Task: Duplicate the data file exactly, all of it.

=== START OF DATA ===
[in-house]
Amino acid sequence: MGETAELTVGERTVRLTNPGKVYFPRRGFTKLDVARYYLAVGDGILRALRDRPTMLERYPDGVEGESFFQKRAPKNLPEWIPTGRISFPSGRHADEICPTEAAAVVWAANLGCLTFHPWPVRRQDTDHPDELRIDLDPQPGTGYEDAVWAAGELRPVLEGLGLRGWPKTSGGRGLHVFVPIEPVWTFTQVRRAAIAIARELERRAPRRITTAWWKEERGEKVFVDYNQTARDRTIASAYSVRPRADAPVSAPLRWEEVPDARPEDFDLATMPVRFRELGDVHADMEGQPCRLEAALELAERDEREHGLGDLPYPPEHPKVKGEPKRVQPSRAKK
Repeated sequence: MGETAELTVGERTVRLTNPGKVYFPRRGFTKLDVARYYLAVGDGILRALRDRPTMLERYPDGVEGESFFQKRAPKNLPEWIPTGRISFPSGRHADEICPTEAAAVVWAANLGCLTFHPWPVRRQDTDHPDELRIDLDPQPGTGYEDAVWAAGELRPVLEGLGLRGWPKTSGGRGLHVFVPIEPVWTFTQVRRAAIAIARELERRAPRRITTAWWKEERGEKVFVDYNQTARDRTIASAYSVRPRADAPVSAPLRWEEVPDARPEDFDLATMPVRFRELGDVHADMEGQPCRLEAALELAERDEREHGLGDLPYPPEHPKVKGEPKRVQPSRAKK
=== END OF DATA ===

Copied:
[in-house]
Amino acid sequence: MGETAELTVGERTVRLTNPGKVYFPRRGFTKLDVARYYLAVGDGILRALRDRPTMLERYPDGVEGESFFQKRAPKNLPEWIPTGRISFPSGRHADEICPTEAAAVVWAANLGCLTFHPWPVRRQDTDHPDELRIDLDPQPGTGYEDAVWAAGELRPVLEGLGLRGWPKTSGGRGLHVFVPIEPVWTFTQVRRAAIAIARELERRAPRRITTAWWKEERGEKVFVDYNQTARDRTIASAYSVRPRADAPVSAPLRWEEVPDARPEDFDLATMPVRFRELGDVHADMEGQPCRLEAALELAERDEREHGLGDLPYPPEHPKVKGEPKRVQPSRAKK
Repeated sequence: MGETAELTVGERTVRLTNPGKVYFPRRGFTKLDVARYYLAVGDGILRALRDRPTMLERYPDGVEGESFFQKRAPKNLPEWIPTGRISFPSGRHADEICPTEAAAVVWAANLGCLTFHPWPVRRQDTDHPDELRIDLDPQPGTGYEDAVWAAGELRPVLEGLGLRGWPKTSGGRGLHVFVPIEPVWTFTQVRRAAIAIARELERRAPRRITTAWWKEERGEKVFVDYNQTARDRTIASAYSVRPRADAPVSAPLRWEEVPDARPEDFDLATMPVRFRELGDVHADMEGQPCRLEAALELAERDEREHGLGDLPYPPEHPKVKGEPKRVQPSRAKK